- (1510-1581)French linguistic scholar, reli-gious reformer, cabalist, mystic, prophet of a new age, and (in the opinion of many contemporaries) madman. He was a born scholar, ea-ger to master all languages and to know all knowledge; he eventually published more than 60 books. During his studies at Paris in the 1530s he mastered the three languages emphasized by Renaissance human-ism, Latin, Greek, and Hebrew. In 1538 he accompanied a French diplomatic mission to the Turkish sultan at Istanbul, where he had his first serious exposure to the Arabic language and developed a lifelong interest in Christian missions to convert the Muslims. He also bought for the royal library a large collection of books in eastern languages. After his return, Postel lectured (1538-1542) on languages and math-ematics at Paris as one of the royal lecturers appointed by King Fran-cis I. He also published Linguarum duodecim characteribus/The Let-ters of Twelve Languages, the first comparative study of the grammar and alphabets of a number of eastern languages. He believed that He-brew, the language in which God spoke with Adam, was the source of all other languages. He thought that knowledge of languages was es-sential for Christian missions and for the unification of all human so-cieties. He also published the first Arabic grammar in Europe. De or-bis terrae concordia (1544) was a book justifying Christian doctrines, intended for use by Christian missionaries to the Islamic world.The concept of the unity of all humans was central to Postel's thought, pursued not only through his plans for missions but also through his efforts to promote moral reform of both the clergy and lay society in Christian Europe. He believed that a divine voice had in-structed him to work for reform. His pursuit of the twin goals of re-ligious reform and foreign missions led him to Rome, where in 1544 he became one of the early members of the Society of Jesus. Postel's reform ideas were so radical, however, that the Jesuits soon expelled him. About this time he discovered the Cabala and became even more convinced of his special mission as the firstborn son of the restitutio omnium, a providentially designed new age in human history. In 1546 he went to Venice, where he came under the influence of a female mystic who emphasized the need to express one's love of God through service to the poor and sick and who reinforced his mystical interests. His goal of a union of all religions was what had attracted Postel to the Jesuits, and his contact with the mystic whom he called the Venetian Virgin called forth grandiose ideas of a universal church and a universal monarchy, originally conceived as French but later as the Holy Roman Empire. His unrestrained speech and writing brought him before the Inquisition at Venice, and he was condemned as a heretic and madman and imprisoned from 1555 to 1559. His ver-nacular République des Turcs (1560) described the Ottoman Turks in remarkably positive terms.In 1560 Postel attended the Council of Trent, where he agitated for a broader, more inclusive Catholicism than was acceptable to the dominant conservatives. He was hostile to Protestantism because it had brought disunity into the life of the church. Yet his dream of unity included winning the support of the Protestants, and he sought con-tact with a number of scholarly and moderate Protestant leaders, in-cluding Philipp Melanchthon, and also with radical sectarians like Kaspar von Schwenkfeld. Postel was attracted to the nondogmatic underground religious movement known as the Family of Love. His mystical and prophetic tone attracted many readers distressed by the disunity and corruption of the church.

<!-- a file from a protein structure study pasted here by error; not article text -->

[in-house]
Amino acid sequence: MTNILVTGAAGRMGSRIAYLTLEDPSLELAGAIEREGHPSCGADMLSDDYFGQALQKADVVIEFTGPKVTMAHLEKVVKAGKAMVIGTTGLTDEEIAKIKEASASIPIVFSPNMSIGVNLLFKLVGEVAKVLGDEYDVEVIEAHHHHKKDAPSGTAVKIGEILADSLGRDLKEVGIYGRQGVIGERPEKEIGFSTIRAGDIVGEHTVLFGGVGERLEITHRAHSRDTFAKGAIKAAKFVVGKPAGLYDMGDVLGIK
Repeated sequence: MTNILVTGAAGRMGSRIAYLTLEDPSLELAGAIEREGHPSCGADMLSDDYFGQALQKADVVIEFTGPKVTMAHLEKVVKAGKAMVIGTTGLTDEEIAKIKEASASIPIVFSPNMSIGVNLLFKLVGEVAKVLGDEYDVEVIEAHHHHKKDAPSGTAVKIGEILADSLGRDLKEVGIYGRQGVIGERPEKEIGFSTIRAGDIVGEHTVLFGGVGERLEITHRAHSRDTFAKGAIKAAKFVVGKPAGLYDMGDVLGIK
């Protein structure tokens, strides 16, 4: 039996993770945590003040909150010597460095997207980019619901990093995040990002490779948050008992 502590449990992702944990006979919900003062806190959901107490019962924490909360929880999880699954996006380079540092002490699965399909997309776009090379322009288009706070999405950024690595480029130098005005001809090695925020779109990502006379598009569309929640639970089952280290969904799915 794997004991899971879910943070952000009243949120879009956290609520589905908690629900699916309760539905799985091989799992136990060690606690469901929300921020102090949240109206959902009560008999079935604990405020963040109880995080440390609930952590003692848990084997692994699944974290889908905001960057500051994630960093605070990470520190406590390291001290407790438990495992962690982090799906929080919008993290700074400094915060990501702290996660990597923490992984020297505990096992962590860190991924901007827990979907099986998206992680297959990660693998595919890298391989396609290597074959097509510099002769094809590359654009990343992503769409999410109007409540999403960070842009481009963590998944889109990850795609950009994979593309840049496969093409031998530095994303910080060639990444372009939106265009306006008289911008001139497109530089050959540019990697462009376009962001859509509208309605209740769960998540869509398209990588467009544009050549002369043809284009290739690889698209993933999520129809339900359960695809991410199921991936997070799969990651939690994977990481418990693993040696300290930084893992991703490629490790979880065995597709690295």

Historical Dictionary of Renaissance. Charles G. Nauert. 2004.
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